TIGER ODDS: Tiger Woods has not played since winning the U.S. Open on June 16, and even he doesn't know when he will return. But British-based William Hill already has installed him as the 9-to-4 favorite to win the Masters.
The bookmaker lists Phil Mickelson at 10-to-1 winning the Masters, followed by Sergio Garcia at 12-to-1 and Padraig Harrington, going for his third straight majors, at 14-to-1.
One other betting option on Woods is how many majors he will win in 2009. William Hill offers 2-to-1 odds that Woods will win at least one major, 11-to-4 that he will win two majors, 14-to-1 that he will win three and 33-to-1 odds that he will win them all. In other words, the odds of Woods winning the Grand Slam are equivalent to Adam Scott winning the Masters.
William Hill also has 11-to-10 odds that Woods will not win any major this year. All of this is predicated on him playing the Masters.
DEFENSE OF DALY: John Daly made news for smashing a fan's camera against a tree at the Australian Open, written off as more bad behavior from golf's ``wild thing.'' Geoff Ogilvy played the event, and said it could have happened to anyone.
``I think every player on tour would have snapped, putting up with what he was having to put up with,'' Ogilvy said. ``There was a guy with a flash less than 3 feet from his face for 20 minutes just going, 'Bang, bang, bang, bang,' right in his face, trying to get him to snap. And he did. I think a lot of guys might have grabbed the camera and thrown it in a marsh or something.''
Ogilvy is the second player to defend Daly over the incident. Robert Allenby also blamed tournament officials for allowing the fan to bring a camera and continually take pictures so close to Daly.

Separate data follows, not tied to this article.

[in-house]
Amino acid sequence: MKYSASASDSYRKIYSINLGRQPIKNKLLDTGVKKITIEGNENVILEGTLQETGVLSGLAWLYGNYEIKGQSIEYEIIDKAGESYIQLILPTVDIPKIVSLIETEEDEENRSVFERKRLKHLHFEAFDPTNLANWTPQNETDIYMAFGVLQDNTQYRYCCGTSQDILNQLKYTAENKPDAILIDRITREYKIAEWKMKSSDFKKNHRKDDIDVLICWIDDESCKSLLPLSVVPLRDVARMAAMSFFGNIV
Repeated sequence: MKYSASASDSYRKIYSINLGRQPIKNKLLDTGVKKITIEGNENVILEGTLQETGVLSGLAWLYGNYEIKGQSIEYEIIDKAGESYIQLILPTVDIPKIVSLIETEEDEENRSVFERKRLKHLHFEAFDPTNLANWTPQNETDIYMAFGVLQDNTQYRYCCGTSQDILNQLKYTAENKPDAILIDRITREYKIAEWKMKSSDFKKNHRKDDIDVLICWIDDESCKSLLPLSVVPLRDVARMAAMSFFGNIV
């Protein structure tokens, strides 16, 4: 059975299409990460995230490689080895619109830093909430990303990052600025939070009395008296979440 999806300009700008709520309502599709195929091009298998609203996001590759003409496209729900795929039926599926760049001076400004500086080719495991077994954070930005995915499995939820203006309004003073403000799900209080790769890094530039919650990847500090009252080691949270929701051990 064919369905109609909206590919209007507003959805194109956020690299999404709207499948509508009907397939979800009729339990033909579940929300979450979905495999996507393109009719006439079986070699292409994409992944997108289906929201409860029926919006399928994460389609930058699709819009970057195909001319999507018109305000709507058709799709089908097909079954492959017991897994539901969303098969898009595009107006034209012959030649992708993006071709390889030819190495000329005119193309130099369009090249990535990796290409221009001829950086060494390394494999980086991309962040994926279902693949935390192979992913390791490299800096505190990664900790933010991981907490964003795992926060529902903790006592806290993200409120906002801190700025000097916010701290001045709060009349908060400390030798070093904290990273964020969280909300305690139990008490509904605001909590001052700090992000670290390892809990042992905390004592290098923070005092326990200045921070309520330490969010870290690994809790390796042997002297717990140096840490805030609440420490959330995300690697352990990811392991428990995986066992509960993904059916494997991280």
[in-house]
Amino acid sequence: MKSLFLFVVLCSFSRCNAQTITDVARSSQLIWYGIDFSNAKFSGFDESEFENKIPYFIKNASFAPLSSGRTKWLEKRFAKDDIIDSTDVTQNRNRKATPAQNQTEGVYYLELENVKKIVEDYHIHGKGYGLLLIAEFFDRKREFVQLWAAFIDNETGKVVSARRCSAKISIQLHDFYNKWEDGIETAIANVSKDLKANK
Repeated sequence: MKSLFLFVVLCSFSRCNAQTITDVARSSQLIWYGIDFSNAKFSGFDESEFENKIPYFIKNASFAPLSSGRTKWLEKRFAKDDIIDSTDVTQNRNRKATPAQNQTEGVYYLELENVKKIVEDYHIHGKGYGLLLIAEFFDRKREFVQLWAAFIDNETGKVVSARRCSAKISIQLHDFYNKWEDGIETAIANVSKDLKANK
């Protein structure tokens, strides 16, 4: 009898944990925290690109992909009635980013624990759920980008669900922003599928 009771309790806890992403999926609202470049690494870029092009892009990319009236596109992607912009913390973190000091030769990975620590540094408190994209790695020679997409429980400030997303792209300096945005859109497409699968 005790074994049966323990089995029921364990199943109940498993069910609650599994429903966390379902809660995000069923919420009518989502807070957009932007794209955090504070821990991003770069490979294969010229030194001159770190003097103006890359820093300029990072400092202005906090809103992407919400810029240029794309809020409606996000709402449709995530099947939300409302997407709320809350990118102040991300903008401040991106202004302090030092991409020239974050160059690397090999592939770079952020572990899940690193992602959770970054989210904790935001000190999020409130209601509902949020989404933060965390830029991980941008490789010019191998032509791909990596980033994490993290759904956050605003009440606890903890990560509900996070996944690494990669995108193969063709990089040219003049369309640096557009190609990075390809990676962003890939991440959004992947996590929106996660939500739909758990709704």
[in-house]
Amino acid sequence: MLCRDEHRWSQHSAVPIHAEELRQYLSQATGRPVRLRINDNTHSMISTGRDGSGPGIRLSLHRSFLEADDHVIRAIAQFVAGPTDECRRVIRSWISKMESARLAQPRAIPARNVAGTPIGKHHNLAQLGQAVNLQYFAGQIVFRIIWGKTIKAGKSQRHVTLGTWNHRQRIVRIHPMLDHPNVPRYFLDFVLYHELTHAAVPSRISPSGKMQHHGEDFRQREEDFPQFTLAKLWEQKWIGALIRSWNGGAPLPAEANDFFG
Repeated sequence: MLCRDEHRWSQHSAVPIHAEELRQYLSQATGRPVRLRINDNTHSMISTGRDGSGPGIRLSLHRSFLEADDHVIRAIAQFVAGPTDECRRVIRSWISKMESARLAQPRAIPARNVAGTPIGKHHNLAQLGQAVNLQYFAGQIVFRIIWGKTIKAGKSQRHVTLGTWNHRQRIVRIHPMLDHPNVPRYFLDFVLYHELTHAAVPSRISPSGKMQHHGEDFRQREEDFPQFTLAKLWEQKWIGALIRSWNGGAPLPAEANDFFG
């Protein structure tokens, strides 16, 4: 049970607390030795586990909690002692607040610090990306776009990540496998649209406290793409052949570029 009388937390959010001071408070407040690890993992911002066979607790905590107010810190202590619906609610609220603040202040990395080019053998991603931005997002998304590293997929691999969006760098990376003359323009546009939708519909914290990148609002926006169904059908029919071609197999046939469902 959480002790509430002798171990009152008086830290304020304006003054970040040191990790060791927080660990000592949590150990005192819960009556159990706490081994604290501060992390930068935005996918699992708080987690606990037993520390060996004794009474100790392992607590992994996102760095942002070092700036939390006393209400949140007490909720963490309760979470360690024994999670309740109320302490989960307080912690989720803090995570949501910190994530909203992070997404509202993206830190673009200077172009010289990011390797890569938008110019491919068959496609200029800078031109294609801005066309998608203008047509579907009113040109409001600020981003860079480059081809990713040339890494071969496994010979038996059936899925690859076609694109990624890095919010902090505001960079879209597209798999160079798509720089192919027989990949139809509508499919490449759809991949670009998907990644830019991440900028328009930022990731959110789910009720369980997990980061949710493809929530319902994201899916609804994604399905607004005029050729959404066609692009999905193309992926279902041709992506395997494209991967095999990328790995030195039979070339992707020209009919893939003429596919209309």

``The Australian tour didn't even fine him (Daly) because the guy wasn't supposed to have a camera in the tournament, and he was flashing and trying to wind him up,'' Ogilvy said. ``I don't blame him at all.''
DIVOTS: Anthony Kim has a Nike bag, but no deal. Kim said his contract expired last year, but he declined to discuss negotiations for a new deal. ... The 16th green at the TPC Scottsdale apparently wasn't rowdy enough for the FBR Open. Tournament organizers have added general admission bleachers for about 3,000 fans to the right of the 162-yard hole, making it fully enclosed by bleachers and corporate boxes with capacity up to 20,000 people. ... Jack Nicklaus will receive the Lifetime Achievement Award from the Golf Coaches Association of America. Nicklaus is the namesake for the GCAA players of the year in all three NCAA divisions, and he invites the winners to the final round of The Memorial to present them their awards. ... Carl Pettersson was No. 49 in the world after the Tour Championship. He played three times in the Fall Series, made all three cuts, and fell to No. 62. ``I came to hate Monday,'' Pettersson said, referring to when the weekly world ranking was published.
STAT OF THE WEEK: The European Tour has more members from the top 50 in the world than the PGA Tour.
FINAL WORD: ``It was a great finish to the year. But on Thursday, we start from zero.'' - Camilo Villegas, who won the final two PGA Tour Playoff events.